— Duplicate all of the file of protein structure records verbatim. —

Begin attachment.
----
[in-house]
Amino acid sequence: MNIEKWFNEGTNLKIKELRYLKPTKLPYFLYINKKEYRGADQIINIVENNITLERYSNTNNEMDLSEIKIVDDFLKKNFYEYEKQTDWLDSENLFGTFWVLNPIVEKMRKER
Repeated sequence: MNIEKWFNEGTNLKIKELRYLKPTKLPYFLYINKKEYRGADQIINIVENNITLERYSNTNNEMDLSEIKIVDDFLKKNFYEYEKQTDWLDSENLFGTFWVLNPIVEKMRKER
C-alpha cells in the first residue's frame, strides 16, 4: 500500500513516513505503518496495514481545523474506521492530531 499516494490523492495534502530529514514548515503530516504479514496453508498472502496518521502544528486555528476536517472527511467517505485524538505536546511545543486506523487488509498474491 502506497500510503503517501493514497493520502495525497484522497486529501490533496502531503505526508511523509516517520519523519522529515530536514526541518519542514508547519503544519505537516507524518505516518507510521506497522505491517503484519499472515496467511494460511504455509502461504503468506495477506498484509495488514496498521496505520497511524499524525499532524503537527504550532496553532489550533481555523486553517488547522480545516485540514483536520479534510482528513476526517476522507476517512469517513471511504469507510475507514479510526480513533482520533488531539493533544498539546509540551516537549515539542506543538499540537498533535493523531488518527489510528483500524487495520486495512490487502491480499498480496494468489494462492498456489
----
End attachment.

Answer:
[in-house]
Amino acid sequence: MNIEKWFNEGTNLKIKELRYLKPTKLPYFLYINKKEYRGADQIINIVENNITLERYSNTNNEMDLSEIKIVDDFLKKNFYEYEKQTDWLDSENLFGTFWVLNPIVEKMRKER
Repeated sequence: MNIEKWFNEGTNLKIKELRYLKPTKLPYFLYINKKEYRGADQIINIVENNITLERYSNTNNEMDLSEIKIVDDFLKKNFYEYEKQTDWLDSENLFGTFWVLNPIVEKMRKER
C-alpha cells in the first residue's frame, strides 16, 4: 500500500513516513505503518496495514481545523474506521492530531 499516494490523492495534502530529514514548515503530516504479514496453508498472502496518521502544528486555528476536517472527511467517505485524538505536546511545543486506523487488509498474491 502506497500510503503517501493514497493520502495525497484522497486529501490533496502531503505526508511523509516517520519523519522529515530536514526541518519542514508547519503544519505537516507524518505516518507510521506497522505491517503484519499472515496467511494460511504455509502461504503468506495477506498484509495488514496498521496505520497511524499524525499532524503537527504550532496553532489550533481555523486553517488547522480545516485540514483536520479534510482528513476526517476522507476517512469517513471511504469507510475507514479510526480513533482520533488531539493533544498539546509540551516537549515539542506543538499540537498533535493523531488518527489510528483500524487495520486495512490487502491480499498480496494468489494462492498456489